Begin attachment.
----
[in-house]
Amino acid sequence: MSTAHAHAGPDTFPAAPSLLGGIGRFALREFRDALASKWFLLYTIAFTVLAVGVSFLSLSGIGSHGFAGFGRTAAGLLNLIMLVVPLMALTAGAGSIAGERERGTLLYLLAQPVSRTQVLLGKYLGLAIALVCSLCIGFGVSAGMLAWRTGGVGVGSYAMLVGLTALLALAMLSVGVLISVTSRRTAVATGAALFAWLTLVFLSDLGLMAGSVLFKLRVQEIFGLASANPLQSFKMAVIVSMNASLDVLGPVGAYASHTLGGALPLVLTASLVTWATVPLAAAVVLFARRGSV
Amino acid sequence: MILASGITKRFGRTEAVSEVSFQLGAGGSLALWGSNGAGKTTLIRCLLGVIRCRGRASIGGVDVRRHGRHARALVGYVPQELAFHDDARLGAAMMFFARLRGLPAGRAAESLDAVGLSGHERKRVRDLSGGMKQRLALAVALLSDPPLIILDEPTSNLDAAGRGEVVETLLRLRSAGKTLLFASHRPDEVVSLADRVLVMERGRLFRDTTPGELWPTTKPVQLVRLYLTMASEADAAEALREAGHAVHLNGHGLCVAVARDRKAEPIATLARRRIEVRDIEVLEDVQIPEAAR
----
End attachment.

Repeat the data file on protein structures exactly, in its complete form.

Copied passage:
[in-house]
Amino acid sequence: MSTAHAHAGPDTFPAAPSLLGGIGRFALREFRDALASKWFLLYTIAFTVLAVGVSFLSLSGIGSHGFAGFGRTAAGLLNLIMLVVPLMALTAGAGSIAGERERGTLLYLLAQPVSRTQVLLGKYLGLAIALVCSLCIGFGVSAGMLAWRTGGVGVGSYAMLVGLTALLALAMLSVGVLISVTSRRTAVATGAALFAWLTLVFLSDLGLMAGSVLFKLRVQEIFGLASANPLQSFKMAVIVSMNASLDVLGPVGAYASHTLGGALPLVLTASLVTWATVPLAAAVVLFARRGSV
Amino acid sequence: MILASGITKRFGRTEAVSEVSFQLGAGGSLALWGSNGAGKTTLIRCLLGVIRCRGRASIGGVDVRRHGRHARALVGYVPQELAFHDDARLGAAMMFFARLRGLPAGRAAESLDAVGLSGHERKRVRDLSGGMKQRLALAVALLSDPPLIILDEPTSNLDAAGRGEVVETLLRLRSAGKTLLFASHRPDEVVSLADRVLVMERGRLFRDTTPGELWPTTKPVQLVRLYLTMASEADAAEALREAGHAVHLNGHGLCVAVARDRKAEPIATLARRRIEVRDIEVLEDVQIPEAAR